In 2009, CiH traveled to Islamabad, Lahore, and Karachi for outreach performances in schools run by The Citizens Foundation (TCF), performances of Pakistani music with Pakistani musicians, informal private concerts and cultural exchange events, meetings with public figures such as Ahmed Rashid and the Bhutto family, and media engagements. We collaborated with some of the brightest lights of the Pakistani musical scene, such as Zeb and Haniya, Arieb Azhar, Aaishah Akram, and Natasha Ejaz. Our version of the Pakistani National Anthem became a nationwide hit and even was used as a popular ringtone.
In 2010, William Harvey traveled to Islamabad and Karachi. In Islamabad, William collaborated with rapper Adil Omar and sarangi player Taimur Khan to perform in a benefit concert at Kuch Khaas for the sponsorship program at the Afghanistan National Institute of Music (ANIM). This sponsorship program identifies orphans and street-working kids in Kabul. The children’s families are paid a small amount of money per month in order to make up for the income the children lose by going to school instead of working on the streets.
In 2012, CiH traveled to Pakistan twice. During an initial trip in February by the CiH Founder, he performed with musicians from the National Academy of Performing Arts (NAPA), gave a workshop at the Children’s Academy of Performing Arts (CAPA), and performed at an Edhi home and at Dar ul Sukun alongside FEW the Band, an extraordinary group of former NAPA students. In August, a string quartet performed a major concert with NAPA musicians, taught at CAPA, performed with FEW the Band at schools run by TCF, performed with Usman Riaz and Co-ven at the MAD school, and performed with Zoe Viccaji at The Second Floor.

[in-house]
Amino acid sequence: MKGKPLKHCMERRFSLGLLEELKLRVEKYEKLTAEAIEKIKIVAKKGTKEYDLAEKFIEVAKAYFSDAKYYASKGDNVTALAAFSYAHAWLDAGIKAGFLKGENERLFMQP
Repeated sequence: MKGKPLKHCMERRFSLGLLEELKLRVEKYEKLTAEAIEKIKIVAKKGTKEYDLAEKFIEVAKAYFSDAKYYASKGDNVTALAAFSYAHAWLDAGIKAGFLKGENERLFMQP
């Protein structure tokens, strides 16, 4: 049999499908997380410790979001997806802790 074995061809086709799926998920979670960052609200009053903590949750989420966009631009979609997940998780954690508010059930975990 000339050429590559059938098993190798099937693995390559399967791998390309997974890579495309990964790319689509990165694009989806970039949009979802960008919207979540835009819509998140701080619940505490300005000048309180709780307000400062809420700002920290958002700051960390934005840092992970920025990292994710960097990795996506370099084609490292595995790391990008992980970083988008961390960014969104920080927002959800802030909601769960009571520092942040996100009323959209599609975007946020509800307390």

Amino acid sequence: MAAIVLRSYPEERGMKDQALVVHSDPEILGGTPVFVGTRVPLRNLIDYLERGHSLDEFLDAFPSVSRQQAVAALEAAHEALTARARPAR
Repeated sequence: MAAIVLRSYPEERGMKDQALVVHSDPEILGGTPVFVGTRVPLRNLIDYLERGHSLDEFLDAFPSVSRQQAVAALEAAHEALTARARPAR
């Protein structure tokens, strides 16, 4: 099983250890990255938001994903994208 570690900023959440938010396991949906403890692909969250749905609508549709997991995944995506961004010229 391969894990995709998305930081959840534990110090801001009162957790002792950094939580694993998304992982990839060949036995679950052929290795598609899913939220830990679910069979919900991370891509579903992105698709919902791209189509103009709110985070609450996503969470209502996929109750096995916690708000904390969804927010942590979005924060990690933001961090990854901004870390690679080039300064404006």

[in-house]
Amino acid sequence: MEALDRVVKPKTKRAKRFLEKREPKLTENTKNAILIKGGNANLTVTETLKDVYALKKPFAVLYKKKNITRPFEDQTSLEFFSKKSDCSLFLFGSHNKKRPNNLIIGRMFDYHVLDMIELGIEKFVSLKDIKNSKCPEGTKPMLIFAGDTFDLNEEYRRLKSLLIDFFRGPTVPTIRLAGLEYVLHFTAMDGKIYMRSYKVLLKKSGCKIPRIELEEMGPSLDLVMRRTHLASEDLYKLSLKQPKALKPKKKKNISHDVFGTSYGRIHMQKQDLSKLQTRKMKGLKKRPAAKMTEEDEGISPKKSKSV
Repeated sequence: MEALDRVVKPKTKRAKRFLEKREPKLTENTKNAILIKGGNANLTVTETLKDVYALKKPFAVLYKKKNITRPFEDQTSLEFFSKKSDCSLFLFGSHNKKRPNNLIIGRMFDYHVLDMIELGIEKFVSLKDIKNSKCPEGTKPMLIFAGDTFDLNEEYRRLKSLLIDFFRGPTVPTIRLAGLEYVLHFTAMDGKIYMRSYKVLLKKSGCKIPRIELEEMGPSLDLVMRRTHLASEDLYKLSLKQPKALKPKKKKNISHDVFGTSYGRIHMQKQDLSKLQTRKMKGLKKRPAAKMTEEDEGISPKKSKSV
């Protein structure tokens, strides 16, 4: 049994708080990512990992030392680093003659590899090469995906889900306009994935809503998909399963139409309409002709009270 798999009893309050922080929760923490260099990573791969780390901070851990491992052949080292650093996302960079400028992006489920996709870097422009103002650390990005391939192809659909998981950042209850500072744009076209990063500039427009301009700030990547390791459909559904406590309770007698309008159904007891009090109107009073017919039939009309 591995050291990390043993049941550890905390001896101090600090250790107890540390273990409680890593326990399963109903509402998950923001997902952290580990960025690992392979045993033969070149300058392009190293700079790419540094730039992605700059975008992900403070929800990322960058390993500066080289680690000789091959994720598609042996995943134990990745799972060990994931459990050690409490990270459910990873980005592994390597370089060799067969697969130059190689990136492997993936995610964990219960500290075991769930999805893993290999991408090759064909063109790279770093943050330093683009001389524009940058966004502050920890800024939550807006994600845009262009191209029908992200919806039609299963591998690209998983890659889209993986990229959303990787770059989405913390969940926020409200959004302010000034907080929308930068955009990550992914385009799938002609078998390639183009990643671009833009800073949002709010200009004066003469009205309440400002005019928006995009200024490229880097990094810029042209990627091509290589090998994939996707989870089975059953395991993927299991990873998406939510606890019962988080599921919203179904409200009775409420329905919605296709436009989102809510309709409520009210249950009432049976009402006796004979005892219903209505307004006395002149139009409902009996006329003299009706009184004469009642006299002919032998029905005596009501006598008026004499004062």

In 2015, as part of our 10th anniversary celebration, The Passacaglia Project, we worked with professional musicians (selected by our partner, IPAC) to create a passacaglia that highlighted the cultural traditions of Pakistan’s four provinces—Khyber-Pakhtunkhwa, Punjab, Sindh, and Balochistan. Those musicians were: Salman Adil, bansuri, Punjab; Muhammad Ajmal, tabla, Punjab; Mushtaq Ahmad, harmonium, Punjab; Muhammad, dhol, Punjab; Qurban Niazi, vocalist, Punjab; Ustad Zainullah, setar, KPK; Akhtar Chanal, vocalist, Balochistan; and Akbar Khamisu, alghoza, Sindh. The Pakistan portion of the project was underwritten by the US Embassy to Pakistan. In recognition of their donations in support of the Passacaglia Project generally, the Pakistani passacaglia is dedicated to Dianne McKeever and Shreyas Gupta.
Also in Pakistan, we held a benefit concert (check out the highlights video here) in Pakistan for Aware Girls that raised enough funds to cover a one-day workshop to help inform women of their rights. The group of Pakistani and American musicians also played concerts at Pehli Kiran School and Mashal Model School. The concert at Kuch Khaas attracted media coverage including this article in Dawn and this special report on BBC Urdu. To promote the concert, William also appeared on a popular radio show hosted by Rahim Khan on FM 101.
In terms of far-reaching impact, a big success of the project was a video shot on January 27 by Junaid Malik of William playing the Pakistani National Anthem on the site where Punjab governor Salman Taseer was assassinated. The video bore the caption: “Dedicated to the victims of extremism in Pakistan. William Harvey plays the violin at the site of Salman Taseer assassination.”
The video quickly went viral, rapidly receiving 6,621 views, 151 likes, and 163 shares. The reaction was refreshingly positive. Umair Malik wrote: “Hey William bro im soo happy that people like u r present in the world. I felt so nice when u played the pak national anthen at the site of salman taseer’s assassination. My prayers are always with u and stay happy.” Alexander Sufyan wrote “i never heard our own anthem being played so beautifully on violin..Also liked the show you did at Fm 101 channel of Radio Pakistan. God bless you sir.”
Thank you to Junaid Malik for his extensive logistical assistance and advice in Pakistan and to our main contact from Kuch Khaas, Syed A. M. Zaidi, as well as Umair Jaffar and Farhan Bogra of IPAC.